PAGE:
On Tuesday, Greensboro’s city council unanimously approved an ordinance regulating short-term rentals, or STRs. The city estimates that there are more than 600 short-term rentals including AirBNBs and VRBOs in Greensboro.
According to the new regulations, STRs must be 750 feet apart. STRs will only be permissible in residential dwelling units, and hosts will be required to apply for and secure a zoning permit. For multifamily buildings, no more than one dwelling unit per building or 25 percent of the total units per building — whichever is greater — may be used as a short term rental. Short-term rentals can either be homestays — in which renters stay in a portion of the host’s home — or whole-house rentals. For homestays, the host of the rental must use the property as their primary residence and be on-site while renting a portion of the home. Under the proposed changes, property owners for whole-house rentals would be required to live within Guilford County or a directly adjacent county.
During the public hearing, some speakers said that earnings from their STR help them supplement their income and that their services provide housing to tourists or others coming to the city like traveling medical professionals.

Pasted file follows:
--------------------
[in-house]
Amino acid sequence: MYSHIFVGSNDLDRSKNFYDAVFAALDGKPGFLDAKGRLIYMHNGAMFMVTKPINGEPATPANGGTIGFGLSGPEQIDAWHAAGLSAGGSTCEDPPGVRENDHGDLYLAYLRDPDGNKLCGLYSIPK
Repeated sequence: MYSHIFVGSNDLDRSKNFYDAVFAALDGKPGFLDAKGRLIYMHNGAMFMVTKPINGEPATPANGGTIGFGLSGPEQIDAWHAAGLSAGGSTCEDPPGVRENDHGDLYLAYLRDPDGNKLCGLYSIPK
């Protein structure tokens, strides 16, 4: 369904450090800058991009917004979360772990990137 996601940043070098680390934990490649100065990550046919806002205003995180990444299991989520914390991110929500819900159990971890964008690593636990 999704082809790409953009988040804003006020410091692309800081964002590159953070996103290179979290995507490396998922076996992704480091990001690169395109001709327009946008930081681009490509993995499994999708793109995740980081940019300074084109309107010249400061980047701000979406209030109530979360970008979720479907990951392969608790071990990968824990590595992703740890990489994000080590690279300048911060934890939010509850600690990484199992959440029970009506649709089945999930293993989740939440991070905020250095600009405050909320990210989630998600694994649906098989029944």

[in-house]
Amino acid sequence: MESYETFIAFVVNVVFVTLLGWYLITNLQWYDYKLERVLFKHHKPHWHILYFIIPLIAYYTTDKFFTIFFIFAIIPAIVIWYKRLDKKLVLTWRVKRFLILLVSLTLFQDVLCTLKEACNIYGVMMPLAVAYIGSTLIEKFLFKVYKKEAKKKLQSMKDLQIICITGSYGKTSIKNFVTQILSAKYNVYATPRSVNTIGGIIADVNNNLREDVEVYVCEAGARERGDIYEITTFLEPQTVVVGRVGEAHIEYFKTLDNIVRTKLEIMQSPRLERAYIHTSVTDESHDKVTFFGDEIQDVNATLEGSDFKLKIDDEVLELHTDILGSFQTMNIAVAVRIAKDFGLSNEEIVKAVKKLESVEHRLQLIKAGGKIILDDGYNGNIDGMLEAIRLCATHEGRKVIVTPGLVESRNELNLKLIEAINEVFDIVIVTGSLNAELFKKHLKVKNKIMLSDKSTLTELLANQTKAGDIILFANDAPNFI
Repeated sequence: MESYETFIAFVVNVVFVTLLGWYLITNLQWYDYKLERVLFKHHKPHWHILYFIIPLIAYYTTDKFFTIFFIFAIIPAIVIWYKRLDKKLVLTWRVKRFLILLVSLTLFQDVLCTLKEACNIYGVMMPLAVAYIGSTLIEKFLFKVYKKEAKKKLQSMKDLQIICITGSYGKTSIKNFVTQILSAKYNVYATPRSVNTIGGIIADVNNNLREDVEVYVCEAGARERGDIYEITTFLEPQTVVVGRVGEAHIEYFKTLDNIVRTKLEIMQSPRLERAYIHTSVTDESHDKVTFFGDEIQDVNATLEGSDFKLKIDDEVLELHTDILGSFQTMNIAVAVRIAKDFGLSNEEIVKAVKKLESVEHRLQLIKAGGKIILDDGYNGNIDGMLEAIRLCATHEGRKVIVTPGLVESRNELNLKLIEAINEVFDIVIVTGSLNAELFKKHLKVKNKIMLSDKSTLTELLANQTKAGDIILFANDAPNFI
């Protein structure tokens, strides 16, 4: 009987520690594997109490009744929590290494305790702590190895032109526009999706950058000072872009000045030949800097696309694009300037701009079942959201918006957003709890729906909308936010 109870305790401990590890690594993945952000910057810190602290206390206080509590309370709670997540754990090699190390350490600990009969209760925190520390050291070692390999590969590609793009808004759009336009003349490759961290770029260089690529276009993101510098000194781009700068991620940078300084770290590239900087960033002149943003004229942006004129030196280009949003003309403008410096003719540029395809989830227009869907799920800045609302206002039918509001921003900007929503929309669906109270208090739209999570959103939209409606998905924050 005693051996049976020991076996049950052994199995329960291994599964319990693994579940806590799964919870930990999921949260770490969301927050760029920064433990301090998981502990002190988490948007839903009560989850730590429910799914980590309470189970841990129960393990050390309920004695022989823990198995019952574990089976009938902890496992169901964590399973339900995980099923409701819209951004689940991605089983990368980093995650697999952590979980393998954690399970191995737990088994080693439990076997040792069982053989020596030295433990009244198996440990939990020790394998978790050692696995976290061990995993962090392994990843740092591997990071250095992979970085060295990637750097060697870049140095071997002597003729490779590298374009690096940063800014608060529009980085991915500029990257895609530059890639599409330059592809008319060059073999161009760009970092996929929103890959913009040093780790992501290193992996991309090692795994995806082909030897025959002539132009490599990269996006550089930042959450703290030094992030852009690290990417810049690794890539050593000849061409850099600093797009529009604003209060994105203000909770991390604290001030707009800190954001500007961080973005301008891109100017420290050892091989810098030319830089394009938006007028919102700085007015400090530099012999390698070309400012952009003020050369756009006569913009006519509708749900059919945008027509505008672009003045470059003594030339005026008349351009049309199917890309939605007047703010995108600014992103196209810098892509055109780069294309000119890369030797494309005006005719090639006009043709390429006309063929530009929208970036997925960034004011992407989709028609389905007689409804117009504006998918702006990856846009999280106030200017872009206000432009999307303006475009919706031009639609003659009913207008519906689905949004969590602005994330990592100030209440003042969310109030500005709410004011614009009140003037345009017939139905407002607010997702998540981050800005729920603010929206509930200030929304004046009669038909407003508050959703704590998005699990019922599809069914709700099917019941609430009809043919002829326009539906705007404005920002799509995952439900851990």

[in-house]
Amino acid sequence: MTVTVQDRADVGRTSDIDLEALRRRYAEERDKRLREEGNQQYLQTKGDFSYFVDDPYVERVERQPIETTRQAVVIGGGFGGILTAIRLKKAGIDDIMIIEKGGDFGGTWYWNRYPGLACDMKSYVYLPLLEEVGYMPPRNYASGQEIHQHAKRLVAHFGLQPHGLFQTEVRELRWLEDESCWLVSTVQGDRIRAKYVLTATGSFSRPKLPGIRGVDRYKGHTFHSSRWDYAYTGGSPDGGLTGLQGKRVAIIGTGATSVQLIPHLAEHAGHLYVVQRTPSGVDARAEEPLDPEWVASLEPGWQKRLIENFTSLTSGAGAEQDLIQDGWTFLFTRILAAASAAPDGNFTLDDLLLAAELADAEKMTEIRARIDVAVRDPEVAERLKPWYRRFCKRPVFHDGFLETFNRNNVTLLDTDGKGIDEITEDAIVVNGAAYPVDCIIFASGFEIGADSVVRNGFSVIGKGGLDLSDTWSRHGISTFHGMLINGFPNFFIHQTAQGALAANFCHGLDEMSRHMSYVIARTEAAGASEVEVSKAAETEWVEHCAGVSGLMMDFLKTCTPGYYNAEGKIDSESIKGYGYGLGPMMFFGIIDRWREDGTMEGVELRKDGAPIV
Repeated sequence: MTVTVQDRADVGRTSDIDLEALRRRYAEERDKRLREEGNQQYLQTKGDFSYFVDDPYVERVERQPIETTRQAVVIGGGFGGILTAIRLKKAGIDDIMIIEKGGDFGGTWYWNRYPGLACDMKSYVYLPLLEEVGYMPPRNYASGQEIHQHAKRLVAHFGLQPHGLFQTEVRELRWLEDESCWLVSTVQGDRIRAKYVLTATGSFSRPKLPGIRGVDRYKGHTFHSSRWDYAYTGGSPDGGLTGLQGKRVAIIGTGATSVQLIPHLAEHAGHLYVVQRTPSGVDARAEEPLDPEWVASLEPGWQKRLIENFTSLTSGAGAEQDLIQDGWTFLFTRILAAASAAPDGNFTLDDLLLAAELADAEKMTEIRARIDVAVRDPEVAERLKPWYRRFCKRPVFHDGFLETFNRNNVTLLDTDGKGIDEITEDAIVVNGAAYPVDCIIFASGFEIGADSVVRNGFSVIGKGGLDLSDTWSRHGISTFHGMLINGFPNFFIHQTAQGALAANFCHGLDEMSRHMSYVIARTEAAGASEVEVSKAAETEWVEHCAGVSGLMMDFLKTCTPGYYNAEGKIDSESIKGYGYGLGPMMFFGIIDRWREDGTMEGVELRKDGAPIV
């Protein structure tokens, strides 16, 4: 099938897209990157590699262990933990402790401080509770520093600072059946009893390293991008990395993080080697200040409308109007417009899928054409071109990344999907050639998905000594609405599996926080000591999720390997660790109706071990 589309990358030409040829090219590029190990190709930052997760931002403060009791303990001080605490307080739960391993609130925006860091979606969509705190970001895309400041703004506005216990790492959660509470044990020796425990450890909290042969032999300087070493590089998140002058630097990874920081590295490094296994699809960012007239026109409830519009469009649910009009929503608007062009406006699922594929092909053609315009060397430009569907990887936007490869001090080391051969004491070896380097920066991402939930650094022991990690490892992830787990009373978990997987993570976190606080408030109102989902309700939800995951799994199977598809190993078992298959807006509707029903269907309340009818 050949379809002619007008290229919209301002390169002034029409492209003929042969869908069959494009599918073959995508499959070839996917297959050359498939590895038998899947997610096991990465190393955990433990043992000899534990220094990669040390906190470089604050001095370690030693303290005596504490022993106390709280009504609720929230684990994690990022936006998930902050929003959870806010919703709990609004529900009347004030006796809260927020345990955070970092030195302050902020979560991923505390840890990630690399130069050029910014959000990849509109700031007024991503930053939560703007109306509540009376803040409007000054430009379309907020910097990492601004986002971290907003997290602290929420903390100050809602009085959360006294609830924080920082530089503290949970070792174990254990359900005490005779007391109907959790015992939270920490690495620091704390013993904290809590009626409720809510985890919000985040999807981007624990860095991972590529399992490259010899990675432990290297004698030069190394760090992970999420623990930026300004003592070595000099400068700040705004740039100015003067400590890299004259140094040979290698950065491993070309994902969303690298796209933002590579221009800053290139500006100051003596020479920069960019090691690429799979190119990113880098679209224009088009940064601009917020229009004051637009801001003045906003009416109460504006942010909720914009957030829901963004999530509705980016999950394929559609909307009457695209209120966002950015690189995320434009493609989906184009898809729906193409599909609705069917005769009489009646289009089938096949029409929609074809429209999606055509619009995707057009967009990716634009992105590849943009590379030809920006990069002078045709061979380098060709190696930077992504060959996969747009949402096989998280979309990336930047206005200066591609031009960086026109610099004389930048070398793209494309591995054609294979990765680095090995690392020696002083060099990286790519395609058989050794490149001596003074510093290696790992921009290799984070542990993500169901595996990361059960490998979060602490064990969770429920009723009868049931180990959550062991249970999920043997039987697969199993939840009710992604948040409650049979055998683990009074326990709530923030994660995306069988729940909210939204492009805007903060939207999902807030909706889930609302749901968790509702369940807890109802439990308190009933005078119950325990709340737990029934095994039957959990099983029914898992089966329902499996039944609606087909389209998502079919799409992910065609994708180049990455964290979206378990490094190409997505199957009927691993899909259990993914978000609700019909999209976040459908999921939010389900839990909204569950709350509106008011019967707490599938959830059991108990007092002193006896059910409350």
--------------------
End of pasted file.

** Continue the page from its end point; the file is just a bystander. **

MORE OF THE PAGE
STR owner Selden Morris said that AirBNBs “enrich spaces and bring more tourism” and that regulations strangle businesses like hers. Still others argued that allowing short-term housing options shoots up the housing market, impeding affordable housing and neighborhood concerns. Those in opposition wore stickers declaring “Say NO to Unlimited AirBNBs,” and spoke up to say that STRs near them have made their lives “virtually miserable.”
Council District 2 representative Goldie Wells asked residents to be more welcoming toward the city’s visitors.
“The thing I kept hearing was my neighborhood. My house….My neighbors… Greensboro is a welcoming city. Greensboro is growing. Things are changing,” Wells said, adding, “Who is your neighbor? They are your fellow man.”
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